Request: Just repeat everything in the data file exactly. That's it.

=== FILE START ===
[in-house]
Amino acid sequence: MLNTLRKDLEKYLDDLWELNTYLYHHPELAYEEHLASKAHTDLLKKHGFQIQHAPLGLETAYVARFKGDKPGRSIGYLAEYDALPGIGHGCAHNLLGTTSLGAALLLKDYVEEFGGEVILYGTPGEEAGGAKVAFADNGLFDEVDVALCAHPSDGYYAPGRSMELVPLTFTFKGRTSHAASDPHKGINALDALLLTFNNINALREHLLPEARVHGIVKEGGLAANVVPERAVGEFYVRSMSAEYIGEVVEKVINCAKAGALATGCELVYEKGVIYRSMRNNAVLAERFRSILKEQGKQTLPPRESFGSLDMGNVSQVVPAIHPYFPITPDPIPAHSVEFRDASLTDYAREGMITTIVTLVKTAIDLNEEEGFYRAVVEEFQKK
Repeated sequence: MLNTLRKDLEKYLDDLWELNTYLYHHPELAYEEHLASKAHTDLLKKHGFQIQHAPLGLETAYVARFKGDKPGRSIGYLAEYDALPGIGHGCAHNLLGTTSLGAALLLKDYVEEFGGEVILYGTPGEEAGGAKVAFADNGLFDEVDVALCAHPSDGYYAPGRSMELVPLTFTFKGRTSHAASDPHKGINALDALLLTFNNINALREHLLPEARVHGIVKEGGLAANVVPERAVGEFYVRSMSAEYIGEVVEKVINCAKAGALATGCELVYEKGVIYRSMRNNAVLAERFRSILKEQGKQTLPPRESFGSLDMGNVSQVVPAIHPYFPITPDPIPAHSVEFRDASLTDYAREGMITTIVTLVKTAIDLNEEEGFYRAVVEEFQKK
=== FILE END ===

[in-house]
Amino acid sequence: MLNTLRKDLEKYLDDLWELNTYLYHHPELAYEEHLASKAHTDLLKKHGFQIQHAPLGLETAYVARFKGDKPGRSIGYLAEYDALPGIGHGCAHNLLGTTSLGAALLLKDYVEEFGGEVILYGTPGEEAGGAKVAFADNGLFDEVDVALCAHPSDGYYAPGRSMELVPLTFTFKGRTSHAASDPHKGINALDALLLTFNNINALREHLLPEARVHGIVKEGGLAANVVPERAVGEFYVRSMSAEYIGEVVEKVINCAKAGALATGCELVYEKGVIYRSMRNNAVLAERFRSILKEQGKQTLPPRESFGSLDMGNVSQVVPAIHPYFPITPDPIPAHSVEFRDASLTDYAREGMITTIVTLVKTAIDLNEEEGFYRAVVEEFQKK
Repeated sequence: MLNTLRKDLEKYLDDLWELNTYLYHHPELAYEEHLASKAHTDLLKKHGFQIQHAPLGLETAYVARFKGDKPGRSIGYLAEYDALPGIGHGCAHNLLGTTSLGAALLLKDYVEEFGGEVILYGTPGEEAGGAKVAFADNGLFDEVDVALCAHPSDGYYAPGRSMELVPLTFTFKGRTSHAASDPHKGINALDALLLTFNNINALREHLLPEARVHGIVKEGGLAANVVPERAVGEFYVRSMSAEYIGEVVEKVINCAKAGALATGCELVYEKGVIYRSMRNNAVLAERFRSILKEQGKQTLPPRESFGSLDMGNVSQVVPAIHPYFPITPDPIPAHSVEFRDASLTDYAREGMITTIVTLVKTAIDLNEEEGFYRAVVEEFQKK